Discuss and debate the issues that mean the most to you.
Y’all, I’ve been writing about a lot of very frivolous stuff lately, so I think it’s time to get serious about an issue that’s steadily growing across the United States: the war on urban gardens.
We must never forget, in our fight for autonomy, that just as these are our streets, these are our sidewalk gardens, our front yard veggie plots, our porch apiaries. If we don’t stand up to government schemes to slowly choke out urban gardening, before you know it, plants will have no rights altogether, and we’re going to be facing a terrifying world in which everything we eat comes from distant farms and massive industrial agriculture producers -- a world nothing like today, where the sources of our food are all well-known to us and everyone can safely and freely garden without fear of interference.
The ability to grow and source our own food is, after all, a basic human right, as is the right to use our land as we please. Today it may be gardens, and you may say nothing, but what about when you want to set up a backyard knitting circle and the fuzz come to bust it up, my friends? What happens when it’s your craft brewing club that’s forced to give up the fruits of its labors?
It’s common to hear conservatives arguing, of course, that there is no war on urban gardens. They’re simply passing legislation and making policy decisions aimed at protecting us, for our own good, and any resemblance between said decisions and benefits for lobbyists is merely coincidental. Just remember that incremental legislation of this nature may start with trees and shrubs, but before you know it, it’s going to extend to root vegetables, tomatoes, and even strawberries: by the end of next year, multiple states could be passing ultrasound requirements for growing potatoes.
You might think I’m exaggerating the problem, perhaps engaging in hyperbole to stir your sentiments, but I’d like to present some grim evidence of the war on urban gardening.
In Miami Shores, Hermine Ricketts and Tom Carroll have been growing produce in their front yard for 17 years, but they won’t be doing it for much longer: they’ve been ordered to uproot the garden or pay a daily fine of $50, which is kind of a lot for growing your own vegetables. Officials claim they’re violating zoning ordinances, and disturbing the planned “aesthetic character” of their community.
Because pink flamingoes are totally superior to kale.
What about Julie Bass, in Michigan? After her yard was dug up for utility work, she put in vegetable beds, and was told to take them out because they weren’t “suitable.” That’s right, my friends, growing vegetables is not a suitable use of, uh, dirt.
How about Adam Guerro, a high school teacher in Memphis who was also ordered to destroy his tidy urban garden? After nearly of two years of working on his garden and using it as a teaching school with his students, he was informed that he needed to get rid of the “debris” in his yard. Evidently teaching students how to make biodiesel and raising vegetables for the neighborhood is a nuisance.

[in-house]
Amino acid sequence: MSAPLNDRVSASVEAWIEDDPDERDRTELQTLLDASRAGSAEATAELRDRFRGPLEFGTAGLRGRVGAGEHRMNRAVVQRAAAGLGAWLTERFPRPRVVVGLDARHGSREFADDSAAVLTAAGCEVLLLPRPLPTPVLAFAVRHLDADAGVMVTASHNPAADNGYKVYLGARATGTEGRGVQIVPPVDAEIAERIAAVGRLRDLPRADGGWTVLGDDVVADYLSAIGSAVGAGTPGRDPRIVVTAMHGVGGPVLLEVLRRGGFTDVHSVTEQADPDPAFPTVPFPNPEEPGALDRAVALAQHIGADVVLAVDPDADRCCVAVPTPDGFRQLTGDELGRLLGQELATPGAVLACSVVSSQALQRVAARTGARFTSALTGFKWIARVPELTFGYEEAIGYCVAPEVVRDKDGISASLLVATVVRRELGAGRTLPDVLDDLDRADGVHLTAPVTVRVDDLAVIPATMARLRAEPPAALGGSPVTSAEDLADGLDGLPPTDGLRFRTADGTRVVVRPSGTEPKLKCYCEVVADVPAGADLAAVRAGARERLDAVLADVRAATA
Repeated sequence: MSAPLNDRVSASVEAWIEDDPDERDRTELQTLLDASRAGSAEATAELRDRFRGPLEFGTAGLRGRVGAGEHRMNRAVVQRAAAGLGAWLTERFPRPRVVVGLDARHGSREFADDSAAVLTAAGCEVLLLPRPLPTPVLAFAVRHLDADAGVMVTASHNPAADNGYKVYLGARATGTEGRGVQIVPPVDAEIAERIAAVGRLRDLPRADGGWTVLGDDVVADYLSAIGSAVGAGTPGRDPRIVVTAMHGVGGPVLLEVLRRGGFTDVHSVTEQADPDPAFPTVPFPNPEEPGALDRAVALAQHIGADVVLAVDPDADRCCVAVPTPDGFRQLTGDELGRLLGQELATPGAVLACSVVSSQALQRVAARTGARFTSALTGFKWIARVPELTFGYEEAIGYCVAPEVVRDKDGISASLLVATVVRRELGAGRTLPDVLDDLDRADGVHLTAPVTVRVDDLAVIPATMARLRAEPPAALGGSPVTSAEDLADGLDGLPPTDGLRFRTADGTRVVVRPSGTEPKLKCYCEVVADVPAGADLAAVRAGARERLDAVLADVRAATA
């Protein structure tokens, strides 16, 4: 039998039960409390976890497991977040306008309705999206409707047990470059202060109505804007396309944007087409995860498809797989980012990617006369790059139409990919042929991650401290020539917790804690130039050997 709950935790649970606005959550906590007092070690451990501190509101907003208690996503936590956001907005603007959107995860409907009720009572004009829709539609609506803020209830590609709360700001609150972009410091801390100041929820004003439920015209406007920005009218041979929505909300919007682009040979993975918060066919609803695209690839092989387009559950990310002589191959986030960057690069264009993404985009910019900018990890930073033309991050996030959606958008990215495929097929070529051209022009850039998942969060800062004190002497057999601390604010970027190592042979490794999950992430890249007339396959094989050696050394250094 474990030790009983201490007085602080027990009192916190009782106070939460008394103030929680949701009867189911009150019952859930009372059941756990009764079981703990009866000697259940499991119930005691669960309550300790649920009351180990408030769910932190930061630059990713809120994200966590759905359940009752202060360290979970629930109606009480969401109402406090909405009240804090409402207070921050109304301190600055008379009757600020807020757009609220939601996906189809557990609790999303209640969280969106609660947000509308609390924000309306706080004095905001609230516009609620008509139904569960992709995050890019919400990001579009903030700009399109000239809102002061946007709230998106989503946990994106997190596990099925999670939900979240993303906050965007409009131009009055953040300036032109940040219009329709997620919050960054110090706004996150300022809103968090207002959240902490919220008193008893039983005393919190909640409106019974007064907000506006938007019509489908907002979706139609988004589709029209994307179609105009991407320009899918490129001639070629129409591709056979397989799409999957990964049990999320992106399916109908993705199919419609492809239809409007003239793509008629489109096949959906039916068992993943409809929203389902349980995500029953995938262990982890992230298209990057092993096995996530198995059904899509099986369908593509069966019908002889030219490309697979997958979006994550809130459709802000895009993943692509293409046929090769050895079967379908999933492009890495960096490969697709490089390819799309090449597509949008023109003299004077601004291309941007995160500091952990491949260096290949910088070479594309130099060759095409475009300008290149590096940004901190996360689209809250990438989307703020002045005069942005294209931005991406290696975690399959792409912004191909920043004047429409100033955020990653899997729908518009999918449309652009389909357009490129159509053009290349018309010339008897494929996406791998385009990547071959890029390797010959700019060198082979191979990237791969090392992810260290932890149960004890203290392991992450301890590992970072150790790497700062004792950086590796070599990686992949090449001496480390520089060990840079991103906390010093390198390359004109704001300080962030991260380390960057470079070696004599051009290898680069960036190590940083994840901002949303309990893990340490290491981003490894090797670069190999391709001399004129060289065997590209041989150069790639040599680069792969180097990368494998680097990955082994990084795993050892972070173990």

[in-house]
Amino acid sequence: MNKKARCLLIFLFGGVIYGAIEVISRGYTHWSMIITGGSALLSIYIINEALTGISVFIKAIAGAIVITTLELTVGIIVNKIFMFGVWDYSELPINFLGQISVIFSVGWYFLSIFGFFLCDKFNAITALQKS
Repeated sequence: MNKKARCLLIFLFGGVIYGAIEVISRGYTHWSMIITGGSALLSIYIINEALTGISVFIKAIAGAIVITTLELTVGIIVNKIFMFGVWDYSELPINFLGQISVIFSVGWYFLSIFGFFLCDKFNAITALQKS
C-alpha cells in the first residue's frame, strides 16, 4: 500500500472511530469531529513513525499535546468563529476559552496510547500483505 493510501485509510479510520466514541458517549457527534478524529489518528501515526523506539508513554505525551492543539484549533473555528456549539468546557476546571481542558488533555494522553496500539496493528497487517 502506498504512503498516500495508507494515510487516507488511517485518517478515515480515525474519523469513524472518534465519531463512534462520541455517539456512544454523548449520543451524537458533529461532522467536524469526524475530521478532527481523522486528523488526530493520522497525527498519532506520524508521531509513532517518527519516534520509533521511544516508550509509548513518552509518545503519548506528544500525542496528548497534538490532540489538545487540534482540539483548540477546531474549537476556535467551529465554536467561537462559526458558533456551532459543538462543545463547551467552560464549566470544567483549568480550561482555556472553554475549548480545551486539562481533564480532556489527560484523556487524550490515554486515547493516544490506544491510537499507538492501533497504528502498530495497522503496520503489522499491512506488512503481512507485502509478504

Denise Morrison in Tulsa had to watch her urban garden being torn out by heavy earthmoving equipment before she even had a chance to go to court over the citation the city gave her to order her to clear out her yard. Tulsa’s entry in the war on urban gardens may come at a high cost for the city, because she’s suing, but like many innocent victims of this ruthless attack on freedom, Morrison is only one individual against The Man.
Bulldozing claimed an urban garden in Harrisburg, PA after the city council decided it was filled with nefarious characters, like picklers and possible DIY garlic braiding enthusiasts. Despite the fact that destroying the garden constituted a violation of the lease between the city and the garden, city council members felt brazen when it came to ordering its destruction. Why? Because urban gardens are considered second class citizens in this country.
The South Central Farm, once one of the largest community gardens in the United States and an important source of food and education in a low-income part of Los Angeles, was put to the bulldozer in 2006, marking an early entry in the urban farming wars. Protests from residents, including civil disobedience, marked the destruction, but they were unable to save their community treasure.
One of the few victors facing a growing tide of anti-garden sentiment is Ron Finley, who took over an abandoned strip of Los Angeles sidewalk and turned it into a produce garden. Though the authorities tried to take him down, he got backing from friends and neighbors and his garden maintains its foothold...for now, at least.
As the slow march of progress against urban gardening persists, it’s time to ask the hard question: when will YOU stand up for chard?